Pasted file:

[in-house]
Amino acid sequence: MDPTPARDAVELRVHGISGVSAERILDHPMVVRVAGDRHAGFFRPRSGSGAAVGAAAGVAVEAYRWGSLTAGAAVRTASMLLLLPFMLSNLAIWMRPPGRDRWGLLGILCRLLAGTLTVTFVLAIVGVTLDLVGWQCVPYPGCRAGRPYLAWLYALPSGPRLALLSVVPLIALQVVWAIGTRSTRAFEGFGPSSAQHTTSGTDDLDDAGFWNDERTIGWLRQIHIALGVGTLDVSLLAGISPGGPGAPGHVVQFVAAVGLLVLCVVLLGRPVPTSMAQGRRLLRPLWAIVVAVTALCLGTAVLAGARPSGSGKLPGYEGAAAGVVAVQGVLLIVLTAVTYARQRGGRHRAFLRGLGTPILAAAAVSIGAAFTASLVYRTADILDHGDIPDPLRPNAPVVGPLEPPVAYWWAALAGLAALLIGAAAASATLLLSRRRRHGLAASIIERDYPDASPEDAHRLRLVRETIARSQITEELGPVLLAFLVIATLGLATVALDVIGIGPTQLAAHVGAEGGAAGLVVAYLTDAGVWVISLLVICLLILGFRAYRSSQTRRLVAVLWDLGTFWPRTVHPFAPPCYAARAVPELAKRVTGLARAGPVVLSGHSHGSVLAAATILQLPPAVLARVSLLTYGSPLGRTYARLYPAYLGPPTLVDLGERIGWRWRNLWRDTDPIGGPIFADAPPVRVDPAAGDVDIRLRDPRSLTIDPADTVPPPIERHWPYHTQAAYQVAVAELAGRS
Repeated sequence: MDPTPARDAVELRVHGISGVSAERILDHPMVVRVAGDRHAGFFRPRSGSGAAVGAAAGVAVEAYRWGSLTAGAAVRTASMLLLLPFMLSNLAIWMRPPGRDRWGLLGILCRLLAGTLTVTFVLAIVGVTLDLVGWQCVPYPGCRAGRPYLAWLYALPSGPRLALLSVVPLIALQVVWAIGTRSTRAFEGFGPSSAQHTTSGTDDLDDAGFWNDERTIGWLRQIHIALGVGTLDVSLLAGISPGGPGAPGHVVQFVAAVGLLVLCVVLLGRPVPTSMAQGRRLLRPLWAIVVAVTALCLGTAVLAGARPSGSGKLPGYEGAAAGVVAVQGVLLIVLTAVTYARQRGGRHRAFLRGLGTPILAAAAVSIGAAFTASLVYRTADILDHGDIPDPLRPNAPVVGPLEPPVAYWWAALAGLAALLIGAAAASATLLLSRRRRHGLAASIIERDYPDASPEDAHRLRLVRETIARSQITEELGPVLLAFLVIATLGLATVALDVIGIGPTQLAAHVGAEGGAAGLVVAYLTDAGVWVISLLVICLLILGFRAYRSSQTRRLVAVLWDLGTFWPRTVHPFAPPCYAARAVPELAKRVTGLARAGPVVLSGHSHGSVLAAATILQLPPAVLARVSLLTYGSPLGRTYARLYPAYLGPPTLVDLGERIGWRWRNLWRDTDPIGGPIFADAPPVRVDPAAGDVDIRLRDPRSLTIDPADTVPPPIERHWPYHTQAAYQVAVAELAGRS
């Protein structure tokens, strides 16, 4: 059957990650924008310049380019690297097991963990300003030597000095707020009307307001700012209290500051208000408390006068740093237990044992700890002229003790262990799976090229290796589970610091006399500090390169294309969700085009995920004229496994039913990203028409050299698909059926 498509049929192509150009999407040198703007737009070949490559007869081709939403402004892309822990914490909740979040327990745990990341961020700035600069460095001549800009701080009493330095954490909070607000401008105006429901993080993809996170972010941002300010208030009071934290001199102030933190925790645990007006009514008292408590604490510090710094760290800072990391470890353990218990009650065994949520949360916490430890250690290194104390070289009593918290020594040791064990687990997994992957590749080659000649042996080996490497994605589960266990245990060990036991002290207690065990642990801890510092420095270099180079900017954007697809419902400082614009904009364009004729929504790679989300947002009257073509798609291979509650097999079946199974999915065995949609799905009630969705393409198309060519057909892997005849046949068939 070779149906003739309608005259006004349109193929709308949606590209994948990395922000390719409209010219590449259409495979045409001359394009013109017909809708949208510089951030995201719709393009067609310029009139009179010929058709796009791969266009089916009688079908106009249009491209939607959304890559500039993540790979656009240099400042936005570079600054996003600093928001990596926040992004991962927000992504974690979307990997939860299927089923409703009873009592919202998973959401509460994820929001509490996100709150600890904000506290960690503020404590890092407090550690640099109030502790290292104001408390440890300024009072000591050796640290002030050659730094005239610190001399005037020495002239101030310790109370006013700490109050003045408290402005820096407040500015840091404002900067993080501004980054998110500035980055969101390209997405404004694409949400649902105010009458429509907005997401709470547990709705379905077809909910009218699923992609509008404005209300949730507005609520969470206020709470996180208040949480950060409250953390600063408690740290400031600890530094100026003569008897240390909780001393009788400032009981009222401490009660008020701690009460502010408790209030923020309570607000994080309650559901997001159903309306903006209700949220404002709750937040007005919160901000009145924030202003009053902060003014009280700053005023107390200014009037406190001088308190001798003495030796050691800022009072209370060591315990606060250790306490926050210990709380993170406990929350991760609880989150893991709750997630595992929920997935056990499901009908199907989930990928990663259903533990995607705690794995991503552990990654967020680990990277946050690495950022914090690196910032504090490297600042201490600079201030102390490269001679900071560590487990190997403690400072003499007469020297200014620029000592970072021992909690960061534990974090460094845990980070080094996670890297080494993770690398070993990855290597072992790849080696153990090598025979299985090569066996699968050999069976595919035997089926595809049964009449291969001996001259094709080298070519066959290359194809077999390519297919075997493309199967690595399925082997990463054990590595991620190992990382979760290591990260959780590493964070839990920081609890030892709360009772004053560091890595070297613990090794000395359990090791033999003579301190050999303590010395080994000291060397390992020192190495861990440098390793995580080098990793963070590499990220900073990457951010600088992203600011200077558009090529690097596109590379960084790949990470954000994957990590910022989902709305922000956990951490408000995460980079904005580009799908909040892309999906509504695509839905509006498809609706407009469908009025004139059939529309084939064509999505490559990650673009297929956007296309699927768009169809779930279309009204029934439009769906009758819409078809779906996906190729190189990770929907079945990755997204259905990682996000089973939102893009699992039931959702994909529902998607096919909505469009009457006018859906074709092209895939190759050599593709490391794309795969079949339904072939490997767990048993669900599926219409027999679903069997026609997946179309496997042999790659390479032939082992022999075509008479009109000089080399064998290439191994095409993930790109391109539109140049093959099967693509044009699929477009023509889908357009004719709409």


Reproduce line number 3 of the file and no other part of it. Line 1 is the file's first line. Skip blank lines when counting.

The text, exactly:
Repeated sequence: MDPTPARDAVELRVHGISGVSAERILDHPMVVRVAGDRHAGFFRPRSGSGAAVGAAAGVAVEAYRWGSLTAGAAVRTASMLLLLPFMLSNLAIWMRPPGRDRWGLLGILCRLLAGTLTVTFVLAIVGVTLDLVGWQCVPYPGCRAGRPYLAWLYALPSGPRLALLSVVPLIALQVVWAIGTRSTRAFEGFGPSSAQHTTSGTDDLDDAGFWNDERTIGWLRQIHIALGVGTLDVSLLAGISPGGPGAPGHVVQFVAAVGLLVLCVVLLGRPVPTSMAQGRRLLRPLWAIVVAVTALCLGTAVLAGARPSGSGKLPGYEGAAAGVVAVQGVLLIVLTAVTYARQRGGRHRAFLRGLGTPILAAAAVSIGAAFTASLVYRTADILDHGDIPDPLRPNAPVVGPLEPPVAYWWAALAGLAALLIGAAAASATLLLSRRRRHGLAASIIERDYPDASPEDAHRLRLVRETIARSQITEELGPVLLAFLVIATLGLATVALDVIGIGPTQLAAHVGAEGGAAGLVVAYLTDAGVWVISLLVICLLILGFRAYRSSQTRRLVAVLWDLGTFWPRTVHPFAPPCYAARAVPELAKRVTGLARAGPVVLSGHSHGSVLAAATILQLPPAVLARVSLLTYGSPLGRTYARLYPAYLGPPTLVDLGERIGWRWRNLWRDTDPIGGPIFADAPPVRVDPAAGDVDIRLRDPRSLTIDPADTVPPPIERHWPYHTQAAYQVAVAELAGRS